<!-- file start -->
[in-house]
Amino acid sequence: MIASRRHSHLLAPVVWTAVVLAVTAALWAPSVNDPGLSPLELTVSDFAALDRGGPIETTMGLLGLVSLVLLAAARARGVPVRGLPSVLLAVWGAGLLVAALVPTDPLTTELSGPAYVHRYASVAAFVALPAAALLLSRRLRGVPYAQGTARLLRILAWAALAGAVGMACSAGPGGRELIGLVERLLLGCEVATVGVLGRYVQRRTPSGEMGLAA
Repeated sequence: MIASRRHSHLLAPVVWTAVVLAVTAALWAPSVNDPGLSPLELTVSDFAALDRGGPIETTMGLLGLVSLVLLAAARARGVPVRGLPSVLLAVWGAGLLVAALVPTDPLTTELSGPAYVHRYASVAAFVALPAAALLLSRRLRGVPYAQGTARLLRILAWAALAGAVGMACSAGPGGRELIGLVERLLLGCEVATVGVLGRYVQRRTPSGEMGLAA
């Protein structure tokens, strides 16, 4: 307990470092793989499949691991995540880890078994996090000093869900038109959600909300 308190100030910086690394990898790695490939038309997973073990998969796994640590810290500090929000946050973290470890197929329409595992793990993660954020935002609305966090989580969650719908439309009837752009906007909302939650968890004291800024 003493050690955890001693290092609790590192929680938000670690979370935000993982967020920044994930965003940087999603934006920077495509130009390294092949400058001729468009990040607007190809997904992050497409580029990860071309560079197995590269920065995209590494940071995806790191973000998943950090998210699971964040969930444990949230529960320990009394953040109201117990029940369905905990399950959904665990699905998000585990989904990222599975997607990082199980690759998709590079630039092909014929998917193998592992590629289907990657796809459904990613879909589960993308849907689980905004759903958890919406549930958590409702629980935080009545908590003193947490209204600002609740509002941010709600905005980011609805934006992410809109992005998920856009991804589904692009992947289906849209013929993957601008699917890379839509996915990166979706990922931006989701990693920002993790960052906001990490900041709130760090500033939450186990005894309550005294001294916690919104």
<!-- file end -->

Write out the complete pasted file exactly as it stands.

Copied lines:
[in-house]
Amino acid sequence: MIASRRHSHLLAPVVWTAVVLAVTAALWAPSVNDPGLSPLELTVSDFAALDRGGPIETTMGLLGLVSLVLLAAARARGVPVRGLPSVLLAVWGAGLLVAALVPTDPLTTELSGPAYVHRYASVAAFVALPAAALLLSRRLRGVPYAQGTARLLRILAWAALAGAVGMACSAGPGGRELIGLVERLLLGCEVATVGVLGRYVQRRTPSGEMGLAA
Repeated sequence: MIASRRHSHLLAPVVWTAVVLAVTAALWAPSVNDPGLSPLELTVSDFAALDRGGPIETTMGLLGLVSLVLLAAARARGVPVRGLPSVLLAVWGAGLLVAALVPTDPLTTELSGPAYVHRYASVAAFVALPAAALLLSRRLRGVPYAQGTARLLRILAWAALAGAVGMACSAGPGGRELIGLVERLLLGCEVATVGVLGRYVQRRTPSGEMGLAA
């Protein structure tokens, strides 16, 4: 307990470092793989499949691991995540880890078994996090000093869900038109959600909300 308190100030910086690394990898790695490939038309997973073990998969796994640590810290500090929000946050973290470890197929329409595992793990993660954020935002609305966090989580969650719908439309009837752009906007909302939650968890004291800024 003493050690955890001693290092609790590192929680938000670690979370935000993982967020920044994930965003940087999603934006920077495509130009390294092949400058001729468009990040607007190809997904992050497409580029990860071309560079197995590269920065995209590494940071995806790191973000998943950090998210699971964040969930444990949230529960320990009394953040109201117990029940369905905990399950959904665990699905998000585990989904990222599975997607990082199980690759998709590079630039092909014929998917193998592992590629289907990657796809459904990613879909589960993308849907689980905004759903958890919406549930958590409702629980935080009545908590003193947490209204600002609740509002941010709600905005980011609805934006992410809109992005998920856009991804589904692009992947289906849209013929993957601008699917890379839509996915990166979706990922931006989701990693920002993790960052906001990490900041709130760090500033939450186990005894309550005294001294916690919104």